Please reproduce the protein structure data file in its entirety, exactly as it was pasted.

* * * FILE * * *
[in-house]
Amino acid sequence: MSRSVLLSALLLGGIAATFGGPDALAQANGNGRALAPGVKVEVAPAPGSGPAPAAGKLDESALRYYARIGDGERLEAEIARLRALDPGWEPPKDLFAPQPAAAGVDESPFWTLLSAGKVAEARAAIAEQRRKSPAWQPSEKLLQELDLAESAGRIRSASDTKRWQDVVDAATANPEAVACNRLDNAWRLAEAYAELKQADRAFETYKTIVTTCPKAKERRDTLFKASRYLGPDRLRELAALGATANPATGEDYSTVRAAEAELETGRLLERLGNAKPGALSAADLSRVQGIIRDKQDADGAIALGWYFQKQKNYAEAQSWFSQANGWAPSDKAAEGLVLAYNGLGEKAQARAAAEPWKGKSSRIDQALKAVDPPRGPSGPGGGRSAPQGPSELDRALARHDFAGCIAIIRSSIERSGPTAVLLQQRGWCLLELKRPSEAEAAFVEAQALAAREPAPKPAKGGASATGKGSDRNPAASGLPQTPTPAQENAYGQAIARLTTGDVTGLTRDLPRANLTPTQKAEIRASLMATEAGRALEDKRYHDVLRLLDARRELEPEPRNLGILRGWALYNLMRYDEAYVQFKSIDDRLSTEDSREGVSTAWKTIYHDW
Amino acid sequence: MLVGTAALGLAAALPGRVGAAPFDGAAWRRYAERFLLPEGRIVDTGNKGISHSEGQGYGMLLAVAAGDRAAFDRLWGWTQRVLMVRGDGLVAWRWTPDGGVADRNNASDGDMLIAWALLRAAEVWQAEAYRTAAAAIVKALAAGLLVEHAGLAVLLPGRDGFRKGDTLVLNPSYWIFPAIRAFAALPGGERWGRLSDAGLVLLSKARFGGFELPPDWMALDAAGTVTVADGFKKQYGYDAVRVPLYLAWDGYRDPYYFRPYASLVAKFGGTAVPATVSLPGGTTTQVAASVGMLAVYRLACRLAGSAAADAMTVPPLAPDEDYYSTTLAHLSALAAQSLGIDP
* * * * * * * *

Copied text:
[in-house]
Amino acid sequence: MSRSVLLSALLLGGIAATFGGPDALAQANGNGRALAPGVKVEVAPAPGSGPAPAAGKLDESALRYYARIGDGERLEAEIARLRALDPGWEPPKDLFAPQPAAAGVDESPFWTLLSAGKVAEARAAIAEQRRKSPAWQPSEKLLQELDLAESAGRIRSASDTKRWQDVVDAATANPEAVACNRLDNAWRLAEAYAELKQADRAFETYKTIVTTCPKAKERRDTLFKASRYLGPDRLRELAALGATANPATGEDYSTVRAAEAELETGRLLERLGNAKPGALSAADLSRVQGIIRDKQDADGAIALGWYFQKQKNYAEAQSWFSQANGWAPSDKAAEGLVLAYNGLGEKAQARAAAEPWKGKSSRIDQALKAVDPPRGPSGPGGGRSAPQGPSELDRALARHDFAGCIAIIRSSIERSGPTAVLLQQRGWCLLELKRPSEAEAAFVEAQALAAREPAPKPAKGGASATGKGSDRNPAASGLPQTPTPAQENAYGQAIARLTTGDVTGLTRDLPRANLTPTQKAEIRASLMATEAGRALEDKRYHDVLRLLDARRELEPEPRNLGILRGWALYNLMRYDEAYVQFKSIDDRLSTEDSREGVSTAWKTIYHDW
Amino acid sequence: MLVGTAALGLAAALPGRVGAAPFDGAAWRRYAERFLLPEGRIVDTGNKGISHSEGQGYGMLLAVAAGDRAAFDRLWGWTQRVLMVRGDGLVAWRWTPDGGVADRNNASDGDMLIAWALLRAAEVWQAEAYRTAAAAIVKALAAGLLVEHAGLAVLLPGRDGFRKGDTLVLNPSYWIFPAIRAFAALPGGERWGRLSDAGLVLLSKARFGGFELPPDWMALDAAGTVTVADGFKKQYGYDAVRVPLYLAWDGYRDPYYFRPYASLVAKFGGTAVPATVSLPGGTTTQVAASVGMLAVYRLACRLAGSAAADAMTVPPLAPDEDYYSTTLAHLSALAAQSLGIDP